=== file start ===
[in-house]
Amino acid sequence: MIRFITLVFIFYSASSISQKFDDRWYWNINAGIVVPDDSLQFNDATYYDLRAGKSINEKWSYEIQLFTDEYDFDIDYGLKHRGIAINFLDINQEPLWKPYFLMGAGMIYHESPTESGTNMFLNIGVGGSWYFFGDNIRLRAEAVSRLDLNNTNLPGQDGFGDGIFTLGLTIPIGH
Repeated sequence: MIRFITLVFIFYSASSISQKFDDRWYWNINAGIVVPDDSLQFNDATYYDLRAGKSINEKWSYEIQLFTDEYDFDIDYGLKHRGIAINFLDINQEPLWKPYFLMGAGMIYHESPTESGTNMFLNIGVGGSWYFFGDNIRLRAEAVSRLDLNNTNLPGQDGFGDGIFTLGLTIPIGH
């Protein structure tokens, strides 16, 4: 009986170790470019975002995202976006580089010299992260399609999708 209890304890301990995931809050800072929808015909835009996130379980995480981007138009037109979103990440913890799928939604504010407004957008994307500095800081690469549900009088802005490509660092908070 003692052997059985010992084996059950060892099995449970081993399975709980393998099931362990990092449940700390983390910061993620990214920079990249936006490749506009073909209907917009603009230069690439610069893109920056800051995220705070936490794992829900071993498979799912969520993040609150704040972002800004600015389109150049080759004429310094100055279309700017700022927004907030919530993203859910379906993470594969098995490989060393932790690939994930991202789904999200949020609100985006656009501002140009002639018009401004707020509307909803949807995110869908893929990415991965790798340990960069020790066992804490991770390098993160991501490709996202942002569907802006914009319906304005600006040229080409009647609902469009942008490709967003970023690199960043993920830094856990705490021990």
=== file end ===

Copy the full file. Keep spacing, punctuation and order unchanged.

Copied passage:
[in-house]
Amino acid sequence: MIRFITLVFIFYSASSISQKFDDRWYWNINAGIVVPDDSLQFNDATYYDLRAGKSINEKWSYEIQLFTDEYDFDIDYGLKHRGIAINFLDINQEPLWKPYFLMGAGMIYHESPTESGTNMFLNIGVGGSWYFFGDNIRLRAEAVSRLDLNNTNLPGQDGFGDGIFTLGLTIPIGH
Repeated sequence: MIRFITLVFIFYSASSISQKFDDRWYWNINAGIVVPDDSLQFNDATYYDLRAGKSINEKWSYEIQLFTDEYDFDIDYGLKHRGIAINFLDINQEPLWKPYFLMGAGMIYHESPTESGTNMFLNIGVGGSWYFFGDNIRLRAEAVSRLDLNNTNLPGQDGFGDGIFTLGLTIPIGH
């Protein structure tokens, strides 16, 4: 009986170790470019975002995202976006580089010299992260399609999708 209890304890301990995931809050800072929808015909835009996130379980995480981007138009037109979103990440913890799928939604504010407004957008994307500095800081690469549900009088802005490509660092908070 003692052997059985010992084996059950060892099995449970081993399975709980393998099931362990990092449940700390983390910061993620990214920079990249936006490749506009073909209907917009603009230069690439610069893109920056800051995220705070936490794992829900071993498979799912969520993040609150704040972002800004600015389109150049080759004429310094100055279309700017700022927004907030919530993203859910379906993470594969098995490989060393932790690939994930991202789904999200949020609100985006656009501002140009002639018009401004707020509307909803949807995110869908893929990415991965790798340990960069020790066992804490991770390098993160991501490709996202942002569907802006914009319906304005600006040229080409009647609902469009942008490709967003970023690199960043993920830094856990705490021990």